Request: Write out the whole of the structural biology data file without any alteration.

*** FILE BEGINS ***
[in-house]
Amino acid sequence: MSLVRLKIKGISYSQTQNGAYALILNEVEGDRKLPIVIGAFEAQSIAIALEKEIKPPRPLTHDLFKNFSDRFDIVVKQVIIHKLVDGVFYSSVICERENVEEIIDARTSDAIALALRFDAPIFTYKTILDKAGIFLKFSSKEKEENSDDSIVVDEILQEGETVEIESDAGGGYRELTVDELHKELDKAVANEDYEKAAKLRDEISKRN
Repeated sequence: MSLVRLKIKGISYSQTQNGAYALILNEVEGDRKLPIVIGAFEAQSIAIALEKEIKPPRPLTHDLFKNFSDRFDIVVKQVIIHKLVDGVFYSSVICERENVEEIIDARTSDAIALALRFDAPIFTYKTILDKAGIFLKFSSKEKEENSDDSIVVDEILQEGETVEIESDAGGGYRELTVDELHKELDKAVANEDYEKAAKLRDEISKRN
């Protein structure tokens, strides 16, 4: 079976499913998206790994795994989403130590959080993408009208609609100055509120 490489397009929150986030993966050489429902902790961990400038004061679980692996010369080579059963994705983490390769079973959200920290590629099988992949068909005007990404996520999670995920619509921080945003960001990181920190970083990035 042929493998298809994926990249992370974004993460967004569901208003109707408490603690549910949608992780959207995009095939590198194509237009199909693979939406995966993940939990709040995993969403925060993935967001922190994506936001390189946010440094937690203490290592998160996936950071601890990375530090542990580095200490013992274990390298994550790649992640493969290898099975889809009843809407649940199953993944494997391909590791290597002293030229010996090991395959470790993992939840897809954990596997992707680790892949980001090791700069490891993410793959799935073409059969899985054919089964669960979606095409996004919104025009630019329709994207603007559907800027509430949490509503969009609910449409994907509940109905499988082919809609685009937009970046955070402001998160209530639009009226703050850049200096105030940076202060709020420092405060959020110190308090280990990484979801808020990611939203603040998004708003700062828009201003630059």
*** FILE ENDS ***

[in-house]
Amino acid sequence: MSLVRLKIKGISYSQTQNGAYALILNEVEGDRKLPIVIGAFEAQSIAIALEKEIKPPRPLTHDLFKNFSDRFDIVVKQVIIHKLVDGVFYSSVICERENVEEIIDARTSDAIALALRFDAPIFTYKTILDKAGIFLKFSSKEKEENSDDSIVVDEILQEGETVEIESDAGGGYRELTVDELHKELDKAVANEDYEKAAKLRDEISKRN
Repeated sequence: MSLVRLKIKGISYSQTQNGAYALILNEVEGDRKLPIVIGAFEAQSIAIALEKEIKPPRPLTHDLFKNFSDRFDIVVKQVIIHKLVDGVFYSSVICERENVEEIIDARTSDAIALALRFDAPIFTYKTILDKAGIFLKFSSKEKEENSDDSIVVDEILQEGETVEIESDAGGGYRELTVDELHKELDKAVANEDYEKAAKLRDEISKRN
């Protein structure tokens, strides 16, 4: 079976499913998206790994795994989403130590959080993408009208609609100055509120 490489397009929150986030993966050489429902902790961990400038004061679980692996010369080579059963994705983490390769079973959200920290590629099988992949068909005007990404996520999670995920619509921080945003960001990181920190970083990035 042929493998298809994926990249992370974004993460967004569901208003109707408490603690549910949608992780959207995009095939590198194509237009199909693979939406995966993940939990709040995993969403925060993935967001922190994506936001390189946010440094937690203490290592998160996936950071601890990375530090542990580095200490013992274990390298994550790649992640493969290898099975889809009843809407649940199953993944494997391909590791290597002293030229010996090991395959470790993992939840897809954990596997992707680790892949980001090791700069490891993410793959799935073409059969899985054919089964669960979606095409996004919104025009630019329709994207603007559907800027509430949490509503969009609910449409994907509940109905499988082919809609685009937009970046955070402001998160209530639009009226703050850049200096105030940076202060709020420092405060959020110190308090280990990484979801808020990611939203603040998004708003700062828009201003630059």